Batesville school counselor practices what she preachesOriginally Published February 3, 2013 at 12:00 a.m.
Updated February 1, 2013 at 10:16 a.m.
BATESVILLE Gentle knocks on the door are routine in Regina Forehand’s office at West Magnet Elementary School.
The door stays closed to keep the heat in, but as a sign on the door explains, visitors are always welcome. Students stop by to ask questions, request favors and share feelings, disappointments and successes.
“In my job, I get to do a lot of listening,” Forehand said.
So much listening goes on in her two-room office each day that Forehand laughs a little when the questions are sent in her own direction.
“I always have people come in talking about them,” Forehand said. “I’m not used to talking about myself in here.”
Born and raised in Batesville, Forehand attended Arkansas State University, graduating in 1996 with a degree in special education. In 1999, she received a degree in counseling.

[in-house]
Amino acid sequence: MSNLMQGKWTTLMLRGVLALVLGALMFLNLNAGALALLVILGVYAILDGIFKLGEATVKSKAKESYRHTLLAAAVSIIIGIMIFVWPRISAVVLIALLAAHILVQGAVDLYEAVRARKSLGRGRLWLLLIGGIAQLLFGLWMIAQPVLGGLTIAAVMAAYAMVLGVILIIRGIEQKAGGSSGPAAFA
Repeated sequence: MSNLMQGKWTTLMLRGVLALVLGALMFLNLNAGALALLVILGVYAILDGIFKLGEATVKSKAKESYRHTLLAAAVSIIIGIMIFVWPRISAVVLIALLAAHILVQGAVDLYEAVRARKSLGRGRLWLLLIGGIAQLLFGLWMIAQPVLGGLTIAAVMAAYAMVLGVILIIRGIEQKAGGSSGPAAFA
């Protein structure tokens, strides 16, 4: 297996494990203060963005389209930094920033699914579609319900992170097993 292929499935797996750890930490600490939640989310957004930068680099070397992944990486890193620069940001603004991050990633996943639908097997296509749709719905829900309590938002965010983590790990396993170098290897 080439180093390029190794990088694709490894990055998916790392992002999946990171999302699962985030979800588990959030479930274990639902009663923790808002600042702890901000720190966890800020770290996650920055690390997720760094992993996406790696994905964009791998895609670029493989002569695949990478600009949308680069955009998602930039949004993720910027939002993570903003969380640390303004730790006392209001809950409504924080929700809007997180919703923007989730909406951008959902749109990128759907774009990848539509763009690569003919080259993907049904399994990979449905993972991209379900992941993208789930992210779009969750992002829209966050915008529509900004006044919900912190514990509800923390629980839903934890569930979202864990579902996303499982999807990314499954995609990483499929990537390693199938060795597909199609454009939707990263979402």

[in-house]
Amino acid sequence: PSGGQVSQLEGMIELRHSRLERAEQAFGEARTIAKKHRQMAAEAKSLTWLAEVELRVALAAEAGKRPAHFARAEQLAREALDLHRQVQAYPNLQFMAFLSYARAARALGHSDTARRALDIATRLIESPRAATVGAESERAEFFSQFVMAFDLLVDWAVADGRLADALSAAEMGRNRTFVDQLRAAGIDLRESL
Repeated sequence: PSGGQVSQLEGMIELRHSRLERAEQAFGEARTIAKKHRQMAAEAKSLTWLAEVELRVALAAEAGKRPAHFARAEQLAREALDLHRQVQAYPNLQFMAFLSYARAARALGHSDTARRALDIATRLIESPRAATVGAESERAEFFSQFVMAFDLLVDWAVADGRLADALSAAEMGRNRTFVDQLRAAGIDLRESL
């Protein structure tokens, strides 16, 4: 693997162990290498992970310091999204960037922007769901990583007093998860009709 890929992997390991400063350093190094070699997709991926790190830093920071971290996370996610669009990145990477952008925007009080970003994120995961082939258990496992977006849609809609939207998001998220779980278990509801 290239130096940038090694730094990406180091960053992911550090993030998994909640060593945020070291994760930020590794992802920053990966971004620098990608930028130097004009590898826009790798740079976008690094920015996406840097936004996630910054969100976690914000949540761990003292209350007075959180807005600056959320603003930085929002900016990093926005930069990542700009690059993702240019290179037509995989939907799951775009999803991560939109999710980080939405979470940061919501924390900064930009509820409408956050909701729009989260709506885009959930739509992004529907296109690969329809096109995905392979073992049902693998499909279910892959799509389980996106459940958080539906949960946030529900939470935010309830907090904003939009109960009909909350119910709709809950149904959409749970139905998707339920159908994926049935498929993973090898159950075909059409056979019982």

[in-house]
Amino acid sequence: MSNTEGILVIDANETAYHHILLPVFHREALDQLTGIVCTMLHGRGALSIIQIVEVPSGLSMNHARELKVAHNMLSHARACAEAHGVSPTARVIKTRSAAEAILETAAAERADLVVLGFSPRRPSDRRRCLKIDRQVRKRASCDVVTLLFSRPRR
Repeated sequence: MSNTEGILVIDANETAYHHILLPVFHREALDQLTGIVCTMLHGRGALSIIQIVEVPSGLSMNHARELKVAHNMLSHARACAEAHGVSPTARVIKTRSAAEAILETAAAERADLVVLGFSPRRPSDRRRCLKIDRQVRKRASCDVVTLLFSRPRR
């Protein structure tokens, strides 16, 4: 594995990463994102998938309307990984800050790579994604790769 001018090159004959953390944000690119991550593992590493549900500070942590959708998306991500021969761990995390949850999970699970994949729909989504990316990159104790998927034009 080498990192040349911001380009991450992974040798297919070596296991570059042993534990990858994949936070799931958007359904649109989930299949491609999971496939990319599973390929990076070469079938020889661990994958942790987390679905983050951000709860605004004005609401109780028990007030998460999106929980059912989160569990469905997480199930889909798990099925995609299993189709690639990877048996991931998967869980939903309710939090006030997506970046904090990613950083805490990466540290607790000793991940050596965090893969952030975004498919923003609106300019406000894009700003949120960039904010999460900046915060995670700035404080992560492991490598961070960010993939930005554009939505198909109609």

Forehand first joined the Batesville School District as a special-education and English teacher at West Magnet and the junior high, before taking on the counselor role at West Magnet full time. She’s now been working in the district for 12 years.
Hanging on the wall in Forehand’s office are papers she wrote when she was a student at West. The school has gotten much bigger since she attended, but to Forehand, the halls still smell the same.
Each day brings new conversations with students. Forehand meets with teachers and parents and teaches guidance classes to small groups.
“We work a lot on listening skills and on reflective listening,” Forehand said. “They learn to think about the other person and what they’re thinking — how to be in the moment with the other person and not just thinking of what they should say next.”
As a visual- and performing-arts magnet school, West Magnet draws students with creative energy, and Forehand uses activities such as role playing and script writing to engage students to learn about emotions and communication. Forehand said her role as school counselor allows her to listen and help with students’ problems in a way she wasn’t able to as a teacher with a whole classroom of students.